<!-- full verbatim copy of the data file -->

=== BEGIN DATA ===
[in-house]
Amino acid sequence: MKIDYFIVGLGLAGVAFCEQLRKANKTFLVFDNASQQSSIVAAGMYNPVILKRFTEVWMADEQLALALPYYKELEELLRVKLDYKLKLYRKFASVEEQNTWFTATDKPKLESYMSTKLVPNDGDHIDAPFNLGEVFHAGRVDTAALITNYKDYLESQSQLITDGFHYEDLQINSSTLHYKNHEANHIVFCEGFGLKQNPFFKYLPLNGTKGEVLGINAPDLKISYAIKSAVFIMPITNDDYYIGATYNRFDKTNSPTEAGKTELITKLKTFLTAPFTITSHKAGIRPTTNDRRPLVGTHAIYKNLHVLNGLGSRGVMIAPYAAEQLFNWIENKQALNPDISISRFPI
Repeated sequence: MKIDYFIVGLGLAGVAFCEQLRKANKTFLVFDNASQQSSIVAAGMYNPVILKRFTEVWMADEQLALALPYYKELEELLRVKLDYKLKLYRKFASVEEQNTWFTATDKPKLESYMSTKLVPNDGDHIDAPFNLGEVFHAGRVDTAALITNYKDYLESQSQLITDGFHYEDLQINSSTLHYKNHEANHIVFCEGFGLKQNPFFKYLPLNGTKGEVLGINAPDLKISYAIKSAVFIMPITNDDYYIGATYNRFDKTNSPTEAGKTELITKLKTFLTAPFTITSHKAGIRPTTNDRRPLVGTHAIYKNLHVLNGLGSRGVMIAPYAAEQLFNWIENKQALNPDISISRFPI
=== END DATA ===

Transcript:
[in-house]
Amino acid sequence: MKIDYFIVGLGLAGVAFCEQLRKANKTFLVFDNASQQSSIVAAGMYNPVILKRFTEVWMADEQLALALPYYKELEELLRVKLDYKLKLYRKFASVEEQNTWFTATDKPKLESYMSTKLVPNDGDHIDAPFNLGEVFHAGRVDTAALITNYKDYLESQSQLITDGFHYEDLQINSSTLHYKNHEANHIVFCEGFGLKQNPFFKYLPLNGTKGEVLGINAPDLKISYAIKSAVFIMPITNDDYYIGATYNRFDKTNSPTEAGKTELITKLKTFLTAPFTITSHKAGIRPTTNDRRPLVGTHAIYKNLHVLNGLGSRGVMIAPYAAEQLFNWIENKQALNPDISISRFPI
Repeated sequence: MKIDYFIVGLGLAGVAFCEQLRKANKTFLVFDNASQQSSIVAAGMYNPVILKRFTEVWMADEQLALALPYYKELEELLRVKLDYKLKLYRKFASVEEQNTWFTATDKPKLESYMSTKLVPNDGDHIDAPFNLGEVFHAGRVDTAALITNYKDYLESQSQLITDGFHYEDLQINSSTLHYKNHEANHIVFCEGFGLKQNPFFKYLPLNGTKGEVLGINAPDLKISYAIKSAVFIMPITNDDYYIGATYNRFDKTNSPTEAGKTELITKLKTFLTAPFTITSHKAGIRPTTNDRRPLVGTHAIYKNLHVLNGLGSRGVMIAPYAAEQLFNWIENKQALNPDISISRFPI